NCA was a crush of furtive name badge-glances, obligatory meetings, loud parties, impromptu chats, and quiet conversations. I always return from these conferences with enthusiasm for my writing and hopes to collaborate with like-minded scholars. Yet the experience is always a drain on my finances and energy. That's why I'm so glad I stayed at the Ocean Park. It was a little more than a 45 minute trip away (by train and then by foot from station to hotel). A hassle of distance, I suppose. But that afternoon when I had some time to practice remarks I would later give, alone in my sunny room and far from the crowd, I enjoyed more peace than I've felt in months.

Thursday, November 11, 2010

NCA Adventures Commencing

I'm headed offline for a few days in preparation for the National Communication Association's annual conference in San Francisco (yeah, "up the road"). I'll miss Jenny while I'm away, but I'll also enjoy the chance to catch up with pals from my grad and undergraduate years. I should resurface next week by Wednesday or Thursday.

Disney Fail

So... Much... Fail.

Wednesday, November 10, 2010

30 Airports in 30 Days

Detroit Metro Airport (2006)
David Terry, an SJSU colleague, shared this link with me a couple days ago about a fellow named Chadwick Matlin, a guy who responded to the trauma of getting fired and dumped in an particularly odd way. In the tradition of Henry David Thoreau and William Least Heat-Moon, Chadwick (really, sometimes life kicks you in the ass just when you're getting started) began a solitary journey of self-discovery. Only, this guy didn't hike into the woods or search for blue highways. No, he decided to visit 30 airports in 30 days. Since I've slept in a few airports myself, this topic got my attention.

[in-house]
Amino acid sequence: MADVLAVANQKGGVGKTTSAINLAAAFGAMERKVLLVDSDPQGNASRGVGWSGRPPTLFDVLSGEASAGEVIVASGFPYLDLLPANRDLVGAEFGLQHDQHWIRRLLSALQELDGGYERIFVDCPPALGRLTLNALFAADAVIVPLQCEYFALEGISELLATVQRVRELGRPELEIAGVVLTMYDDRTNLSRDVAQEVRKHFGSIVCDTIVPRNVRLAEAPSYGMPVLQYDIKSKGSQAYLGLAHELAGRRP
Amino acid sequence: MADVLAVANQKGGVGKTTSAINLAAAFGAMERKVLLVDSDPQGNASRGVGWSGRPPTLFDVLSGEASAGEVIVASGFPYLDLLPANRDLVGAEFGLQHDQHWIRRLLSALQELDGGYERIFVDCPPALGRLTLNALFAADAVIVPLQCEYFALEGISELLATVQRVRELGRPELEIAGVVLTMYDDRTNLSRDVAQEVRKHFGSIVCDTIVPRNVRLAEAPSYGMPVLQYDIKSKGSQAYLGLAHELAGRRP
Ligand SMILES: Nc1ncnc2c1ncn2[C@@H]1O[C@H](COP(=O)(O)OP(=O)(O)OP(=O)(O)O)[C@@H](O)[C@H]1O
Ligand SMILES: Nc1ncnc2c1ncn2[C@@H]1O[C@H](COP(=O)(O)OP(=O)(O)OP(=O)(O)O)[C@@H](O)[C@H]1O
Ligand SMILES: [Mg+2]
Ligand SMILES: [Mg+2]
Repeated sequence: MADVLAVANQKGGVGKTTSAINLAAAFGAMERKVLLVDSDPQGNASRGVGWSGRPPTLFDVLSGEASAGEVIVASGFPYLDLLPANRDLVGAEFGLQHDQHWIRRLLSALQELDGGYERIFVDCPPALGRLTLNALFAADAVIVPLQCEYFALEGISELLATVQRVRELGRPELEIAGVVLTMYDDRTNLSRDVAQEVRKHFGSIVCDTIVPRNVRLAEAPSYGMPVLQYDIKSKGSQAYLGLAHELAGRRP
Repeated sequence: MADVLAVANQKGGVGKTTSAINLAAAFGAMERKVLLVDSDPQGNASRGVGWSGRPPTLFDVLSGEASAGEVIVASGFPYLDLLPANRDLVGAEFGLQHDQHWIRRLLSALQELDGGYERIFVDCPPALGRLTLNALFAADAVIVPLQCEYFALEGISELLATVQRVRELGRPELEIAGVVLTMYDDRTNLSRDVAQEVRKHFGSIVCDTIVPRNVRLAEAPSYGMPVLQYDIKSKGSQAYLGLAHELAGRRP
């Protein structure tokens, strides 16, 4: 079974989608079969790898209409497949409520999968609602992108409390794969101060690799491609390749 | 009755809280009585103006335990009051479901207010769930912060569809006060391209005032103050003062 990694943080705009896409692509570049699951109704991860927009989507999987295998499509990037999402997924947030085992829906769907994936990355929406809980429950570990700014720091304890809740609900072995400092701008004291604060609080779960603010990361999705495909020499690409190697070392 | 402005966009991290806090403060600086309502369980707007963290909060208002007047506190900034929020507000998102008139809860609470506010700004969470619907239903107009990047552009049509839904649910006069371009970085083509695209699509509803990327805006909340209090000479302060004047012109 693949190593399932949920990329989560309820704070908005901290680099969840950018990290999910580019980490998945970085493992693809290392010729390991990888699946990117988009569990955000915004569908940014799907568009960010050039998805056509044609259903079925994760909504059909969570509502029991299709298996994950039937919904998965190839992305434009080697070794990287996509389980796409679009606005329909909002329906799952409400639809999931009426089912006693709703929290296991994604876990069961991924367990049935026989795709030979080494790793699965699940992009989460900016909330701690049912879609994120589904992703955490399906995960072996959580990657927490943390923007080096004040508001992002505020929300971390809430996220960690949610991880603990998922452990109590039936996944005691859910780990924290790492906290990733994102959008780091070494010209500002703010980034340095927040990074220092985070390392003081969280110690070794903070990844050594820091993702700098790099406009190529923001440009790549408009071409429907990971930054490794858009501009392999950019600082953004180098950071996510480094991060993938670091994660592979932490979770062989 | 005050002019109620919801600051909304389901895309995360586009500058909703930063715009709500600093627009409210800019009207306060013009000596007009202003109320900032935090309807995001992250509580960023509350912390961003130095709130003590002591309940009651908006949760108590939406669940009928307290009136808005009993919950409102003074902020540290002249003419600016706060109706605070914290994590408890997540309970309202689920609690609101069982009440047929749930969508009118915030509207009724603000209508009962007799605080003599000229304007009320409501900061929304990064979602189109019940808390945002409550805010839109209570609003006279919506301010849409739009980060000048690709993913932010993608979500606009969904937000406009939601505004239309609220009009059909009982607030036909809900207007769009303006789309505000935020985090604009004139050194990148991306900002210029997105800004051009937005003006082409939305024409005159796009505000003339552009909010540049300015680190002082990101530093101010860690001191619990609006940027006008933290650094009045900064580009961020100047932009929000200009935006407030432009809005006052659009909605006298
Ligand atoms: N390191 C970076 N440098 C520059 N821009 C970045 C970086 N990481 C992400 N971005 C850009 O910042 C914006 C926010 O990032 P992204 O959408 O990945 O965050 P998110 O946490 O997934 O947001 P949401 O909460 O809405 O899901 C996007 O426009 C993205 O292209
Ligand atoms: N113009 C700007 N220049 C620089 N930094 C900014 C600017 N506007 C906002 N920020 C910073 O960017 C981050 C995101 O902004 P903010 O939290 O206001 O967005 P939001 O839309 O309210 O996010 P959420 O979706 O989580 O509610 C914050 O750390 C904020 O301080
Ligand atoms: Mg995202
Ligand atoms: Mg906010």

Mercifully, Chadwick doesn't seek much in the way of transcendant wisdom from the experience [not at first]. But he does offer some pithy observations about airport life, initially about a group of nomads who have turned this sort of craziness - using JetBlue's "All You Can Jet" promotional opportunity - into a lifestyle. For a while the piece glosses along the well worn grooves inhabited by airportologists (apparently that's a word): The food is bad. Airports are disorienting. That sort of thing. But Chadwick offers especially thoughtful commentary when we departs the U.S. terminal bubble with a quick stop at the Dominican Republic.

I'm not sure, but I think this may be an ongoing series. You might want to check back sometime…